or facilities. The operating principles and steadystate analysis are presented in the following
Switched Z source network: To provide a stabilized
output power in inverter is a challeging issue and also z
source converter performance is improved by addition
of capacitor and inductor bank recently.
Purely based on high step up without non-isolation
circuit, Switched z source is a suitable medium for AC
module or grid interface even though if we have low
DC source in our primary side.
Proposed system suitable simplified boost
converter operations based on low range of capacitor
Fig. 5: Proposed switched z source inverter
Res. J. Appl. Sci. Eng. Technol., 8(6): 760-766, 2014
An newest dc-dc conversion enhancement
techniques such as Switched Capacitor (SC), Switched
inductor (SL), hybrid SC/SL, voltage multiplier cells
and voltage lift techniques have been greatly explored
(Ioinovici, 2001; Zhu and Luo, 2009).
In this, the concept of the SL techniques has been
integrated into the classical Z-source impedance
network. Additionally three diodes, the introduced
topology is termed the SL Z-source inverter and is
shown in Fig. 5. This topology is totally different from
any other existing Z-source inverters based on structure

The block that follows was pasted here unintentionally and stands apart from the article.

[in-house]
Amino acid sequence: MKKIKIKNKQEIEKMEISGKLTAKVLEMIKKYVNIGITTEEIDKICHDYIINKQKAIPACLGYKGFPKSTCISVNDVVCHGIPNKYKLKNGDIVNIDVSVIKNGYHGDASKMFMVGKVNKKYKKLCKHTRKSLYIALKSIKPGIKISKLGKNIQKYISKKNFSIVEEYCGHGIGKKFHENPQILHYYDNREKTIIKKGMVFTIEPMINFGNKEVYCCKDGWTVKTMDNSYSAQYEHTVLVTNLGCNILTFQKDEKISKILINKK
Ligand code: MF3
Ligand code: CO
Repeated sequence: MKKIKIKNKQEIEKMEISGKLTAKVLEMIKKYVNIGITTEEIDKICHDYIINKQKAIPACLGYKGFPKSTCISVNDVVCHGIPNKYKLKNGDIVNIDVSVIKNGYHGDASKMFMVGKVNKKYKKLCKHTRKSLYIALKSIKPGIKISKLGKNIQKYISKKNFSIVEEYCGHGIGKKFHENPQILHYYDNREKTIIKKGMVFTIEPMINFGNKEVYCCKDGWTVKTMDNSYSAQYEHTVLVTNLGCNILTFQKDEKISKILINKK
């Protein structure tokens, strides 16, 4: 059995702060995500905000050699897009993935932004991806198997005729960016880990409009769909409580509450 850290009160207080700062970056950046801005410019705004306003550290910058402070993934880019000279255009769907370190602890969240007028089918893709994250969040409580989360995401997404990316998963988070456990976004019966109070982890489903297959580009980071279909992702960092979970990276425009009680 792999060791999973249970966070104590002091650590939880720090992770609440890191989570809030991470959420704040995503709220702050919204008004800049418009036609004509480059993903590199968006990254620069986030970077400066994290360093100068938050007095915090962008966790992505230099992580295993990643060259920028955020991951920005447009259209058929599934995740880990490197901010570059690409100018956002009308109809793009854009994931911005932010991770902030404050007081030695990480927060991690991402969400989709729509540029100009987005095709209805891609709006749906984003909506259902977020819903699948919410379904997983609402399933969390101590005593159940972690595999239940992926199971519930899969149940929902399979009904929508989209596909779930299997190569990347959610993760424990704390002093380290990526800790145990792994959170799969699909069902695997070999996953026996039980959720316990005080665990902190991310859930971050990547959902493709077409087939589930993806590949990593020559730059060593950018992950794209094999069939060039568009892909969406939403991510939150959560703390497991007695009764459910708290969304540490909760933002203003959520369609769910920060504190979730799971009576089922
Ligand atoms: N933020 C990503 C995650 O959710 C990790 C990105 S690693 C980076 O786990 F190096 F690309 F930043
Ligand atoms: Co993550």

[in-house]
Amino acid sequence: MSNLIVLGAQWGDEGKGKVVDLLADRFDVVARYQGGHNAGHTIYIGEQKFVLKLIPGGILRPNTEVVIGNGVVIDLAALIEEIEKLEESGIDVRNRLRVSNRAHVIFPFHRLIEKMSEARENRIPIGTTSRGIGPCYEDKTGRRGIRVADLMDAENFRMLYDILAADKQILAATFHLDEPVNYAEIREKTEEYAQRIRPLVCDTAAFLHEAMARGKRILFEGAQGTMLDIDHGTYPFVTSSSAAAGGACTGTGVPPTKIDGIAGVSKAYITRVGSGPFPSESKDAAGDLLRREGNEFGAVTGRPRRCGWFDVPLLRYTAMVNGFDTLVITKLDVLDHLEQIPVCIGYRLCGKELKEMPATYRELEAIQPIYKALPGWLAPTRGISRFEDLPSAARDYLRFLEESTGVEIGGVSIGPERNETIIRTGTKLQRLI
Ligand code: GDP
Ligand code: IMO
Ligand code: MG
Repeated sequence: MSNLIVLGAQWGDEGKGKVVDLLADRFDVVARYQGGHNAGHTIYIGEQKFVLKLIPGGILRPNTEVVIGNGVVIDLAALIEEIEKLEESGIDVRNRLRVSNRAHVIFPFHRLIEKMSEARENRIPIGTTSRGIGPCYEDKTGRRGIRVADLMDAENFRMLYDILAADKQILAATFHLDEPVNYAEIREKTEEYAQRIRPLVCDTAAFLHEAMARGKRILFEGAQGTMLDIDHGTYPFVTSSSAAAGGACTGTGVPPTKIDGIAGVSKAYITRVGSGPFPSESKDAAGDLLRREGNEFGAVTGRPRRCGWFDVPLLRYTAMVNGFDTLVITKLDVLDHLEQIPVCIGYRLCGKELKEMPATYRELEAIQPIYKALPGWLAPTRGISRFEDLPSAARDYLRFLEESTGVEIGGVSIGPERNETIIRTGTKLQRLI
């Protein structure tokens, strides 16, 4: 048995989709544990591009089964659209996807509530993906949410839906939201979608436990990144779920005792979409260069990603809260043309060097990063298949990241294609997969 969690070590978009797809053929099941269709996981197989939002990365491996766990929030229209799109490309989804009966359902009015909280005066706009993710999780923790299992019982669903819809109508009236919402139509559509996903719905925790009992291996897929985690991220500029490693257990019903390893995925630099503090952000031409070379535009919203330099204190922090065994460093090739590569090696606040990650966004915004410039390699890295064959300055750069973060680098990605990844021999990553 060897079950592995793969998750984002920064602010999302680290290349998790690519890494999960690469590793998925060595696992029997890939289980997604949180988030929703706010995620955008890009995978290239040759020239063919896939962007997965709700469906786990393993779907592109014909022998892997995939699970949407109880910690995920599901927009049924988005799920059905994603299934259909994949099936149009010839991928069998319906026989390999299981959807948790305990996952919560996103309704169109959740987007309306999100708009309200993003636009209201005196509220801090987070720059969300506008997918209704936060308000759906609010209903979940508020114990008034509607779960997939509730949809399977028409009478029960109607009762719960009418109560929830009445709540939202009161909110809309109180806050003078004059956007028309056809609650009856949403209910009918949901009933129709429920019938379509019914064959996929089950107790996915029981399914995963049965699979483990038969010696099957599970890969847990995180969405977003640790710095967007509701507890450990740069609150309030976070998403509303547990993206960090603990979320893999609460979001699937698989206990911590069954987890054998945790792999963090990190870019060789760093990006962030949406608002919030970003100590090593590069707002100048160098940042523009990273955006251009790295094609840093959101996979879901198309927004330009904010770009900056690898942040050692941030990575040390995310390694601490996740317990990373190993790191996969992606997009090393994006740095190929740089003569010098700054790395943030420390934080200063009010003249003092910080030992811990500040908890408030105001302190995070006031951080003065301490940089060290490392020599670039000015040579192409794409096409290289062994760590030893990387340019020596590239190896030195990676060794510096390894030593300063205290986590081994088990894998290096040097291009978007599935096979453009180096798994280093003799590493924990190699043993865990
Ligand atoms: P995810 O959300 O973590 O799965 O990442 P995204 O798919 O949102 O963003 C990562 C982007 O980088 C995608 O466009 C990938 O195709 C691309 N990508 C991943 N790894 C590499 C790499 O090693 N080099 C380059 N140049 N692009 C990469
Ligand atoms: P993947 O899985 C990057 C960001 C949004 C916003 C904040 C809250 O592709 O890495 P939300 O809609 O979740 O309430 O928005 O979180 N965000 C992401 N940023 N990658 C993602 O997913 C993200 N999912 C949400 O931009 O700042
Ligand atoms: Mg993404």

and operation principles.
The main features are sum up in the following:
V in is applied on magnetizing inductor L m and primary
leakage inductor L k1 ; same time, L m is also releasing its
energy to the secondary winding, as well as charging
capacitor C 2 along with the decrease in energy, no
conduction from V in to load (Kerekes et al., 2009):
II in (t) = iI DS(t)
𝑑𝑑𝑑𝑑𝐼𝐼𝐿𝐿𝐿𝐿 (𝑑𝑑)
Low range of inductors and capacitors
Simplified and synchronized PWM topology for z
source inverter
Additional boost factor over normal Z source
inverter circuit with less duty cycle:
𝑖𝑖𝐼𝐼𝐿𝐿𝐿𝐿 (𝑑𝑑)−𝑖𝑖𝐼𝐼𝐿𝐿𝐿𝐿1(𝑑𝑑)
iII Lm (t) = iII Lk1 (t) -niII Lk2 (t)
𝑑𝑑𝑑𝑑𝐼𝐼𝐼𝐼𝐿𝐿𝐿𝐿 (𝑑𝑑)
The Simplified circuit model of the proposed
(Chen et al., 2013) converter is shown in Fig. 3. The
coupled inductor T1 includes a magnetizing inductor
Lm, both leakage inductors πΏπΏπ‘˜π‘˜1 and πΏπΏπ‘˜π‘˜2 and an ideal
transformer primary winding 𝑁𝑁1 and secondary winding
𝑁𝑁2 . To simplify the circuit analysis of the proposed
converter, the following assumptions are made:
Mode II (π’•π’•πŸπŸ , π’•π’•πŸπŸ ): During this modes interval 𝑠𝑠1 and
𝑉𝑉𝐷𝐷𝐷𝐷 , 𝐷𝐷3 is conducted. Primary and secondary inductor